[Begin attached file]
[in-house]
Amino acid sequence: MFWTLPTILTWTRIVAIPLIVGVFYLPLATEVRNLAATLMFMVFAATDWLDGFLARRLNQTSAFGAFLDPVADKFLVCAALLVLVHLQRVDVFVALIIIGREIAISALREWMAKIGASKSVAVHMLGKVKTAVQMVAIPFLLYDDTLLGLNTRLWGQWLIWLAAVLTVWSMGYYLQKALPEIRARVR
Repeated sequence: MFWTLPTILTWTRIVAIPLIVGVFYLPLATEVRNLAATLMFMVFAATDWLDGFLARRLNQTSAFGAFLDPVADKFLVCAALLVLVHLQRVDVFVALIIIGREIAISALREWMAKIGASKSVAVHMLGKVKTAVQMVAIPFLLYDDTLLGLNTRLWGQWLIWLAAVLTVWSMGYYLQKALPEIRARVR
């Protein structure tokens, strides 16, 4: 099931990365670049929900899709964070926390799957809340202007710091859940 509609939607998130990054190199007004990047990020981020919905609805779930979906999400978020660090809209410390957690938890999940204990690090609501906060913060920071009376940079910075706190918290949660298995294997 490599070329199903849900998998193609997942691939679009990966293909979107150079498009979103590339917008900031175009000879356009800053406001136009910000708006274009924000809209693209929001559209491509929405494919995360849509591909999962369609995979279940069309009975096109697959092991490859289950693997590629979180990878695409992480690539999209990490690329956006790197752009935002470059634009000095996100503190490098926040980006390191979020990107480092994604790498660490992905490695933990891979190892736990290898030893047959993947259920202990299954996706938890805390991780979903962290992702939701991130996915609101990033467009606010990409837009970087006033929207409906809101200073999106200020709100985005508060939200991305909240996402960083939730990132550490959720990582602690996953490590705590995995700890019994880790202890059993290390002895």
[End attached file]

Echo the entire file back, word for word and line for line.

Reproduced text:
[in-house]
Amino acid sequence: MFWTLPTILTWTRIVAIPLIVGVFYLPLATEVRNLAATLMFMVFAATDWLDGFLARRLNQTSAFGAFLDPVADKFLVCAALLVLVHLQRVDVFVALIIIGREIAISALREWMAKIGASKSVAVHMLGKVKTAVQMVAIPFLLYDDTLLGLNTRLWGQWLIWLAAVLTVWSMGYYLQKALPEIRARVR
Repeated sequence: MFWTLPTILTWTRIVAIPLIVGVFYLPLATEVRNLAATLMFMVFAATDWLDGFLARRLNQTSAFGAFLDPVADKFLVCAALLVLVHLQRVDVFVALIIIGREIAISALREWMAKIGASKSVAVHMLGKVKTAVQMVAIPFLLYDDTLLGLNTRLWGQWLIWLAAVLTVWSMGYYLQKALPEIRARVR
């Protein structure tokens, strides 16, 4: 099931990365670049929900899709964070926390799957809340202007710091859940 509609939607998130990054190199007004990047990020981020919905609805779930979906999400978020660090809209410390957690938890999940204990690090609501906060913060920071009376940079910075706190918290949660298995294997 490599070329199903849900998998193609997942691939679009990966293909979107150079498009979103590339917008900031175009000879356009800053406001136009910000708006274009924000809209693209929001559209491509929405494919995360849509591909999962369609995979279940069309009975096109697959092991490859289950693997590629979180990878695409992480690539999209990490690329956006790197752009935002470059634009000095996100503190490098926040980006390191979020990107480092994604790498660490992905490695933990891979190892736990290898030893047959993947259920202990299954996706938890805390991780979903962290992702939701991130996915609101990033467009606010990409837009970087006033929207409906809101200073999106200020709100985005508060939200991305909240996402960083939730990132550490959720990582602690996953490590705590995995700890019994880790202890059993290390002895």